Even when this is not required by law, the common practice when hunting such species as elephant or leopard is that you need to book a certain minimum of days. These hunts are as responsible, as they are unpredictable, and while there are no guarantees that you will get your trophy in any case, a set length period of the hunt should give you a good chance of success.
Pros and Cons
- You only pay for what you shoot as opposed to a package hunt where you pay for an animal even if not hunted unless otherwise stated by the outfitter. Some outfitters, for example, may state that if you do not get your leopard you will not need to pay the trophy fee.
- 1×1 hunts allow the hunter to call the shots and shoot the best quality trophies during the hunt as opposed to a 2×1 hunt where the shooting opportunity alternates between the two hunters during the hunt. Invariably, the trophy quality is determined by the luck of the draw as to who shoots next. This may end up having consequences on your friendship with the other hunter if they are fortunate enough to always end up shooting the bigger of the trophies.
- No matter whether you hunt 1×1 or 2×1 you will be treated like a VIP but in the case of a 1×1 hunt you will feel like royalty and everything will be done especially for you.
- Package hunts may have animals included that you do not want or you have previously hunted and cannot swap out whereas with a tailor-made hunt you choose the animals you want to hunt.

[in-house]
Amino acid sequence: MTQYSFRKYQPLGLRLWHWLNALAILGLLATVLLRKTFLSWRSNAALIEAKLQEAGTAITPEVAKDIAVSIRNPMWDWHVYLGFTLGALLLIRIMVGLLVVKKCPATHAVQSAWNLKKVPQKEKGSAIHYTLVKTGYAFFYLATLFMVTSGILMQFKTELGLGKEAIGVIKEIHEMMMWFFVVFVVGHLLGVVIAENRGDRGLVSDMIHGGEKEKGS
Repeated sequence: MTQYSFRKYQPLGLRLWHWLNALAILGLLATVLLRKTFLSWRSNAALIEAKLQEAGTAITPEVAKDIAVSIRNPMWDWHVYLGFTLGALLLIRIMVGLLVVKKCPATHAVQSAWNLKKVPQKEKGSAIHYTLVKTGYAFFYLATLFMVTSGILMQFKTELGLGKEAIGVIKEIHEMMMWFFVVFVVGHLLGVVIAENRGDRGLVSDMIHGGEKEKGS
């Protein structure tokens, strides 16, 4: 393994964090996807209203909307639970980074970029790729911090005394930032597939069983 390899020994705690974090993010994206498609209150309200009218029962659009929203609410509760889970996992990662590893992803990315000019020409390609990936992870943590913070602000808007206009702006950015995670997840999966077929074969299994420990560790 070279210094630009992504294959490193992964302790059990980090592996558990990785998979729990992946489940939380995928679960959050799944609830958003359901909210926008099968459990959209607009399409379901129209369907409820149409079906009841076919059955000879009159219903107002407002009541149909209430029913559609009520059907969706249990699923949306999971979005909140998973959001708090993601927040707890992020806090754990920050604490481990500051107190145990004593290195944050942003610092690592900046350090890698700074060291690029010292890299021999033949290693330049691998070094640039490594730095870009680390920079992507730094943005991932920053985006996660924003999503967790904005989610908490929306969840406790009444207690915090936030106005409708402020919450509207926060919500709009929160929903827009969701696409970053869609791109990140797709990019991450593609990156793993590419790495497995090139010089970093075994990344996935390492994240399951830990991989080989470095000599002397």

- Some tailor-made hunts make it very simple to calculate the price. You need to book X amount of days at the specified price and then add the trophy fees. This can be done by using the hunt calculator on the BookYourHunt listing page.
- Tailor-made hunts often come with many exclusions and complicated issues like specific taxes on daily rates, trophy fees, conservation levies, game scout fees, and firearms, even ammunition usage in some countries. This can be overcome by asking your outfitter to send you a detailed quotation that must include a tipping guideline and miscellaneous services like airport couriers who help with firearm airport services.
Buying a tailor-made hunt from what I call the “a’la carte hunt menu” can be quite daunting if you are not familiar with the whole procedure. My advice is to either look at a package option if available when hunting in a country for the first time and your professional hunter or guide can then explain exactly how a tailor-made hunt works. This will make your return hunt planning so much easier.
If the package option is not available in the country you wish to hunt or this is a once-off hunt or safari then use the BookYourHunt chat portal to ask your chosen outfitter the questions you need to be answered. And, of course, be sure to double-check the information using independent sources, whenever possible. You may find some of your questions already answered in our “1001 Questions about Hunting in Africa” series and other blogs about hunting in Africa.
At the end of the day, good communication with your chosen outfitter and a detailed signed contract are your best bet.